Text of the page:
Boeing Missteps on 737 MAX Went Beyond Deadly Crashes That Killed 346, new Book Reveals

When the first Boeing 737 MAX plane came off the production line in December 2015, it was the beginning of a highly anticipated new line of aircraft for the storied company. It incorporated the latest technology and was billed by Boeing as "deliver[ing] the highest efficiency, reliability and passenger comfort in the single-aisle market." Tragically, that promise came to a glaring halt with two back-to-back disasters in which flight control software known as the Maneuvering Characteristics Augmentation System (MCAS) incorrectly gauged the aircrafts' angles of ascent and prevented the pilots from manually overriding it. In total, 346 people on board Lion Air flight 610 on October 28, 2018 and Ethiopian Air flight 302 on March 10, 2019 were killed after only about 13 minutes and 6 minutes in the air, respectively.

Investigative journalist Peter Robison takes a deep dive into the ongoing problems and shortcuts at Boeing that allowed the MCAS problem to get past all the existing safeguards and the aftermath of the crashes in his new book, Flying Blind (Doubleday, November 30). In this excerpt from the book, Robison shares the untold story of the memorial for the Ethiopian Air victims and how the company excluded grieving families from planning and participating in the service in an attempt to control the narrative.

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An employee works on a Boeing Co. 737 MAX airplane on the production line at the company's manufacturing facility in Renton, Washington, U.S., on Monday, Dec. 7, 2015. David Ryder/Bloomberg/Getty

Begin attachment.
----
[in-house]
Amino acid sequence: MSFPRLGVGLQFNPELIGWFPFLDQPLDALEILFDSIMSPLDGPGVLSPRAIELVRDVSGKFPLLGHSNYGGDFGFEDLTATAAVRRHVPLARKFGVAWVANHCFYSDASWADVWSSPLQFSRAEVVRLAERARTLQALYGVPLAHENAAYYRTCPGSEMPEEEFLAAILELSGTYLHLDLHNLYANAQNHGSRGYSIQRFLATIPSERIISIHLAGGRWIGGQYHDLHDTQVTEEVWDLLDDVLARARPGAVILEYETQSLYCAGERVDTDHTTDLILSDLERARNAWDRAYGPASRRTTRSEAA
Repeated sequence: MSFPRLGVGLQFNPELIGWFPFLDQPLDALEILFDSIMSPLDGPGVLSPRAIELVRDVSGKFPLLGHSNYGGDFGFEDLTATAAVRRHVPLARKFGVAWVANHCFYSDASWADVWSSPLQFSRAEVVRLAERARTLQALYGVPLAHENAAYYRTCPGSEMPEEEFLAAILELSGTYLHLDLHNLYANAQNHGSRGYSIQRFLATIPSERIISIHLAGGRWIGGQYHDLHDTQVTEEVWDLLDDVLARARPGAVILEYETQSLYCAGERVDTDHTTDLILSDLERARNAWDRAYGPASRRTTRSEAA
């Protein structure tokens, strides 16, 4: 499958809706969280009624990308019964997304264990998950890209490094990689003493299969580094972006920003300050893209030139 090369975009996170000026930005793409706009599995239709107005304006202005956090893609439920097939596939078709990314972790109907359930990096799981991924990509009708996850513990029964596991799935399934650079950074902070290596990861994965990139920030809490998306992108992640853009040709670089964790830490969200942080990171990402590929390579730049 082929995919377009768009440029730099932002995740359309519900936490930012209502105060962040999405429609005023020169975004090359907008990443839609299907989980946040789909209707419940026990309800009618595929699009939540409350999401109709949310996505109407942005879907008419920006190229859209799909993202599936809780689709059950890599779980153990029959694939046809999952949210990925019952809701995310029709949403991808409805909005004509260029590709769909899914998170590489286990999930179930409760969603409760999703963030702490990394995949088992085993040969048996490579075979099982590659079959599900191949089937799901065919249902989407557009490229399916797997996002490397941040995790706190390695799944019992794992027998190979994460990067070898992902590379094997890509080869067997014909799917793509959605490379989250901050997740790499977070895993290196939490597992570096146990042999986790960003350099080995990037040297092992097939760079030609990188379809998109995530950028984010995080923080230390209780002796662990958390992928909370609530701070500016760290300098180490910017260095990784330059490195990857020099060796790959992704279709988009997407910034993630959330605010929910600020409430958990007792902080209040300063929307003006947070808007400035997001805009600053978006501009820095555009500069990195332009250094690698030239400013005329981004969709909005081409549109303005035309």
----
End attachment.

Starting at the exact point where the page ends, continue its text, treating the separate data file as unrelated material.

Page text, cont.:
Before the pandemic became all-consuming, the looming event preoccupying some at Boeing was the one-year anniversary of the Ethiopian Airlines crash on March 10, 2020. It had the potential to be a public relations disaster, rekindling global news coverage. Boeing and the families of the victims established an uneasy partnership to plan the memorial ceremony. The manufacturer agreed to put up the money, but to the families involved in planning the event, it began to feel like a commemoration of the BP oil spill stage-managed by BP.

One day in late January, Tim Keating, the Boeing head of Government Operations, and his deputy, Jennifer Lowe, met with relatives and representatives of the victims at Ethiopian Airlines' headquarters next to the Addis Ababa airport. The offices had the drab appearance of a government embassy, except for the walls of the conference room where they met, which were painted a bright sea green. Keating, who'd attended a Jesuit college, the University of Scranton in Pennsylvania, struck a tone of pastoral generosity and said Boeing wanted to do everything it could to make the event meaningful for the grieving families.